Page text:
We arrive at school where I am ushered to Mrs. Ostrander, the school nurse. She asks what happened and what I ate. I tell her about my eggs. My poor eggs. She calls my mother and all I can hear is the pity in her voice as she says, “Well, she threw up her boiled eggs”.

    I was a sick little girl. A child whose body decided to broadcast her illness - a stomach bug - at the most inopportune time and a mother who had to get to work. Nothing more, nothing less and then it happened again.

    I’ve been playing the clarinet for four years at this point and today is a band day - a Tuesday - at my middle school. Everything is fine as I make my way to the school bus with my overstuffed back pack and expensive woodwind. On this day I am sitting on the right side, the passenger side, but in the aisle seat right by the wheel. I look over at my seat mate and then to the floor below her which is how I can so distinctly remember the expanse due to the wheel well. It is then that I see a giant, phlegm filled glob of spit. Someone - probably a disgusting boy - had hocked a loogie on the bus and there it was, practically in my face as it jiggled around in synch with each bump on the road.

    I quickly turn away but I can already sense that it’s too late. I have a sensitive stomach and I can feel the warmth in my throat once again. My face is getting hotter and I try to put it out of my mind and begin to read through my music book. But i am a child after all and I have to take one more peek and that is when it happens. I throw up all over the bus and I watch my vomit roll down the aisle towards the front as small children lift their feet in horror and despair. It’s on the bus, it is on me and it is on the clarinet case I had been gripping for several miles. The sight of my own upchuck causes me to heave once again. And again. And then once more for good measure as I am brought down by bile and subsequent dry heaves. I cannot look at anyone else as I hang my head in hopes that I am able to click my heels three times and be transported out of this misery.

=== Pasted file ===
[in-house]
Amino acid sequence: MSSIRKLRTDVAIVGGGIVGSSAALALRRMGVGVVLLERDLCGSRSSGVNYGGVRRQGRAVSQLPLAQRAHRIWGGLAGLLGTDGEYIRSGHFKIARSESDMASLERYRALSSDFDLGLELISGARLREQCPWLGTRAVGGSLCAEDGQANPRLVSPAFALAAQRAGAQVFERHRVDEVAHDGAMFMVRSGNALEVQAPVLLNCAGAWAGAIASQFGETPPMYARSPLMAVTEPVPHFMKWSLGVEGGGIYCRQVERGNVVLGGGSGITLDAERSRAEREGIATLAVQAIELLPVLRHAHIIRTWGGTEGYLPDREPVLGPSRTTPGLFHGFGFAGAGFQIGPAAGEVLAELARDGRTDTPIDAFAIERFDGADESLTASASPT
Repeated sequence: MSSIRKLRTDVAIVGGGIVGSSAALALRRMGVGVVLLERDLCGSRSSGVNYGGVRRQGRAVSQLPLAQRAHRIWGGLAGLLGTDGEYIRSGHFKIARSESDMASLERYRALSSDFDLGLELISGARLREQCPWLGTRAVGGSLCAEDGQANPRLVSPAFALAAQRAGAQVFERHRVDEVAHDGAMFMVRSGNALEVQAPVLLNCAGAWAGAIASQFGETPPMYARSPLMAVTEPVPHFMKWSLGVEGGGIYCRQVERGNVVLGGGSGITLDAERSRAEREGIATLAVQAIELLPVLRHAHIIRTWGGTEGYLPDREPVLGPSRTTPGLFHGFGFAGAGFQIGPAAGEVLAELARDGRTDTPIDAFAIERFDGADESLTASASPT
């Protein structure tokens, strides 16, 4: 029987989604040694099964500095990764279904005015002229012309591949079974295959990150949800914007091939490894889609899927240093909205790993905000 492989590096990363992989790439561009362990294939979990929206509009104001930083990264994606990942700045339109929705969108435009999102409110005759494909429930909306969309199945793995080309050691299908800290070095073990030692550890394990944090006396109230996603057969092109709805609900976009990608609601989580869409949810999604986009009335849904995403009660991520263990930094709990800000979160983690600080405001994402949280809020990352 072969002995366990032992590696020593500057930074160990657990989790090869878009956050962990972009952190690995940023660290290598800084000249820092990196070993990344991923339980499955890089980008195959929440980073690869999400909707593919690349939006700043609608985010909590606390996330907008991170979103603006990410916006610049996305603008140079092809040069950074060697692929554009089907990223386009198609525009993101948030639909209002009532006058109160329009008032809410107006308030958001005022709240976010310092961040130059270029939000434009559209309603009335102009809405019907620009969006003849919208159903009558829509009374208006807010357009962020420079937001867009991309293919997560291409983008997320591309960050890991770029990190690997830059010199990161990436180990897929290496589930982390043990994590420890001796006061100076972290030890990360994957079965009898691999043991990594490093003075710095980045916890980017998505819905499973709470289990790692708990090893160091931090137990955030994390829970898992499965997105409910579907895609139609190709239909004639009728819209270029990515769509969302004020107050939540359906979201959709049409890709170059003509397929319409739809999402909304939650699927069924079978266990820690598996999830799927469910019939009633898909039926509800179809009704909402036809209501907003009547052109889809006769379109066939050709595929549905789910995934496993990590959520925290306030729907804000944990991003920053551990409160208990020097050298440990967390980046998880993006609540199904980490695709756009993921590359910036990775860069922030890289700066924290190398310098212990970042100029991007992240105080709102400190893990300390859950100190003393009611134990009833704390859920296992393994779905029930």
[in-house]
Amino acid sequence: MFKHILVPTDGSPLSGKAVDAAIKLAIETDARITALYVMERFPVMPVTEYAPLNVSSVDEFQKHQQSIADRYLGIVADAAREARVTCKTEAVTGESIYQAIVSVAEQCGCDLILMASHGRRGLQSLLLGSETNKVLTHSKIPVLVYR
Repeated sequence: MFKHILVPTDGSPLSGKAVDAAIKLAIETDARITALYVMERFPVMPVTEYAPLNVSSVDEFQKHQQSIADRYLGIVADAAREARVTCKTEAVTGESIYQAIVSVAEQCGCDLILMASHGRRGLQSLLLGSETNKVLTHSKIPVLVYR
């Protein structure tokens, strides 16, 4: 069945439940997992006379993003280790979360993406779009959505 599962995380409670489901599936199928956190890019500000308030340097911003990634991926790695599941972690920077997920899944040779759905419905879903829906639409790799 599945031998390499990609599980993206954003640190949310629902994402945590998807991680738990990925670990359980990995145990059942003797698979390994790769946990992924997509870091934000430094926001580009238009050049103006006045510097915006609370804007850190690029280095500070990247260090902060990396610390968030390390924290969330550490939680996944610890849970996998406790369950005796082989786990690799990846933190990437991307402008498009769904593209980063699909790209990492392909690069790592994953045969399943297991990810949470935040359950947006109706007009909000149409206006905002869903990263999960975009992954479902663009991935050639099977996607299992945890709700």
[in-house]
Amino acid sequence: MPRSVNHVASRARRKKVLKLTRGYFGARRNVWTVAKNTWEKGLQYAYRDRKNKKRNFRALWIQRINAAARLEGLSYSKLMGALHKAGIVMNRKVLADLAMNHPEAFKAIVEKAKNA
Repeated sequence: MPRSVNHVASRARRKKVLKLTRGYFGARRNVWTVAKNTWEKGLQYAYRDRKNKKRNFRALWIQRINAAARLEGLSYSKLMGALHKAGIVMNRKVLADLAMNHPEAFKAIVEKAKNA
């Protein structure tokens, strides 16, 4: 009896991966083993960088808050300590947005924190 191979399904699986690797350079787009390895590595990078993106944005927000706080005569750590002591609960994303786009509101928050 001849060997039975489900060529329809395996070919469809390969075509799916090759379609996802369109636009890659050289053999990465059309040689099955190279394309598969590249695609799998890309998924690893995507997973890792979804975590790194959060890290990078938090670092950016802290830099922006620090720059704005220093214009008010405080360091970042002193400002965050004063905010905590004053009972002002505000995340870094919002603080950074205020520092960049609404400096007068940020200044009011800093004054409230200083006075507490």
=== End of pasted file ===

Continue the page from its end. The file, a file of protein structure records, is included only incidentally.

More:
We finally arrive at school and I am the first person off the bus. As I get outside to the fresh air I see Jason Stewart, with his mouth full of braces standing right in front of me. Jason Stewart whom I briefly dated during the sixth grade. I had been trying to win him back for a year to no avail. Jason Stewart who picks this moment to smile and say hi as I stand sheepishly on the sidewalk. I have to make a quick decision either flirt back or run for cover but there is no time. He walks up to me and starts to say something as I am holding my clarinet case which is covered in my bodily fluids. I can only look back at him and mumble something but he is unsure of what. I say it again but louder, “I just threw up…” and hold out my hands as a final sign of mercy. He catches air as he jumps back and makes a face of absolute disgust. “EW! Go!”, he spits out at me and I walk into school.

    Tuesday
    Aug122014

    For You the Bugle Trills 

    "People call those imperfections, but no, that's the good stuff." - Sean Maguire, Good Will Hunting